A new Quinnipiac University poll has Gov. Jon Corzine with a five point lead, 43%-38%, over Republican Christopher Christie – Corzine's first lead in nearly a year – with independent Christopher Daggett at 13%.
Two weeks ago, Quinnipiac put Christie ahead, 41%-40%, with 14% for Daggett.
"You could see it coming. Gov. Jon Corzine's numbers crept steadily up and Christopher Christie's steadily shrank and now, for the first time, we have Corzine ahead," said Maurice Carroll, director of the Quinnipiac University Polling Institute. "But don't be in a hurry to mark this election as over. Christopher Daggett changed it from ‘ABC' – Anybody But Corzine – to a real three-way scrap. But a lot of Daggett's voters say they might change their minds by Election Day. Where will they go?"
Corzine continues to have upside-down job approvals: 39%-54%; the governor has an upside-down 29%-68% approval rating among independents.
Christie has increased his lead among independents and is now ahead 45%-30%, six points better than two weeks ago, with Daggett getting 20% of independents. But Corzine has gained three points among Democrats and Christie has dropped four points among Republicans.
Nearly four out of ten Daggett voters (38%) say they may change their mind, with 43% saying Christie is their second choice and 27% indicating a preference for Corzine.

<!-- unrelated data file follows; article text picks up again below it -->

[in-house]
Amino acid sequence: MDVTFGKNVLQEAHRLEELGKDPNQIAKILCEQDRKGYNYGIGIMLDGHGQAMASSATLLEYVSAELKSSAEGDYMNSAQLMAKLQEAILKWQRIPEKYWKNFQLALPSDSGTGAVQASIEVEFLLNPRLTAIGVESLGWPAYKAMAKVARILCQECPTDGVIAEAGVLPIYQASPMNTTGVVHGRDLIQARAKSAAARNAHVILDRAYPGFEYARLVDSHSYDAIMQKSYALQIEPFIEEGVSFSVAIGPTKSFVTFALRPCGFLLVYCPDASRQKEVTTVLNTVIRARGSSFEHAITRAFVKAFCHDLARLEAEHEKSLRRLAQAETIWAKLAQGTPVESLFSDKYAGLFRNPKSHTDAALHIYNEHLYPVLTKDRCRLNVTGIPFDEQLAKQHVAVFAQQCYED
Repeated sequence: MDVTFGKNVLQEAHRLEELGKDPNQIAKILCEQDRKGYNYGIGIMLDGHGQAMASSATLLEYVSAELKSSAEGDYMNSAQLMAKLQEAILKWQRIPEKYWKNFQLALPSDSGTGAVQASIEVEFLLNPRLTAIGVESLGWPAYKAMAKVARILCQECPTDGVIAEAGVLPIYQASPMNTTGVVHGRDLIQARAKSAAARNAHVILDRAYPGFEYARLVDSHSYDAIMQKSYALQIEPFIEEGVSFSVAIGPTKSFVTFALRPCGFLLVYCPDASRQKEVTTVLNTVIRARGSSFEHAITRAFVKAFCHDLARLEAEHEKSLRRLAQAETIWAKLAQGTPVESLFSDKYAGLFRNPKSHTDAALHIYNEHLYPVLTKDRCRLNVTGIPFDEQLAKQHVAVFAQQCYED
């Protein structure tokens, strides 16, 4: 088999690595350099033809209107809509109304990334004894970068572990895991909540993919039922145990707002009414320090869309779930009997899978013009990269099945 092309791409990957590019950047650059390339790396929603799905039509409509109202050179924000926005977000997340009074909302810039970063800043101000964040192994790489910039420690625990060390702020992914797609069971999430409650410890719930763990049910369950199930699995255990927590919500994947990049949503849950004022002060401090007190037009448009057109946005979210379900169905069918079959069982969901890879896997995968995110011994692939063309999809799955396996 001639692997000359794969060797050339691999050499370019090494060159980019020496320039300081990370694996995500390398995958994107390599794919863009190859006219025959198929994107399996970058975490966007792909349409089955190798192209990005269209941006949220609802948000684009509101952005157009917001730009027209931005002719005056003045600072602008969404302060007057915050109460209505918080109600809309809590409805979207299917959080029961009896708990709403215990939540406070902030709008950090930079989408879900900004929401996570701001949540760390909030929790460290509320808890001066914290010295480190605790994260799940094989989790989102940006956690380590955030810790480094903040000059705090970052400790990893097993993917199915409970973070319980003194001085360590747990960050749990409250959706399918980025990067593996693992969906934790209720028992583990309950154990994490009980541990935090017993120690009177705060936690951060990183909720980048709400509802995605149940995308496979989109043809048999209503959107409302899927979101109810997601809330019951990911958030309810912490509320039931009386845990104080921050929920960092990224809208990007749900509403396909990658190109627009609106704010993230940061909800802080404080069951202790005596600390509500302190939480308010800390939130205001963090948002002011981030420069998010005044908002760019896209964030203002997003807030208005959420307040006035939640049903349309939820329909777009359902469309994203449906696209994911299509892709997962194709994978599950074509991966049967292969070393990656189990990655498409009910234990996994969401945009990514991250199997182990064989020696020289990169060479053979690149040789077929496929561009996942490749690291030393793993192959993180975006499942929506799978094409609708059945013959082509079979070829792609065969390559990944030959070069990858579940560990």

"Can Daggett win? More than two-thirds of New Jerseyans don't think so," Carroll added.
Corzine has turned the corner on the honest and trustworthy issue, with more voters (46%) saying he is than he isn't. Voters are also split on Christie, who is upside-down, with 37% saying he's honest and trustworthy and 39% saying he isn't. This is the first time this year that Corzine's score has been positive, and this is Christie's worst score yet.
Six out of ten voters (60%) say property taxes will go up during a second Corzine term, while 2% say they will go down and 34% believing they will remain the same. 37% of voters think property taxes will go up under Christie, 12% think they will go down, and 44% say they will stay the same.
Of the 90 percent of New Jersey voters who have seen Corzine's TV ads:
- 14% say the ads make them more likely to vote for the Governor;
- 31% say less likely;
- 54% say the ads won't affect their vote;
- 66% find the ads annoying;
- 29% say the ads are informative.
Of the 86 percent of New Jersey voters who have seen Christie's TV ads:
- 17% say the ads make them more likely to vote for the challenger;
- 28% say less likely;
- 53% say the ads won't affect their vote;
- 58% find the ads annoying;
- 35% say the ads are informative.
"The drumbeat of denunciation has dropped Christie down to Corzine's negative level in the favorable-unfavorable match. And it's produced a reversal on ‘honest and trustworthy.' Corzine comes out plus; Christie tips to a minus," Carroll said. "Everyone says negative advertising is bad, but everybody watches it. Virtually every New Jersey voter has seen the Corzine and Christie ads and most think that they're more annoying than informative."
Quinnipiac University surveyed 1,267 New Jersey likely voters between October 20-26, with a margin of error of +/- 2.8%.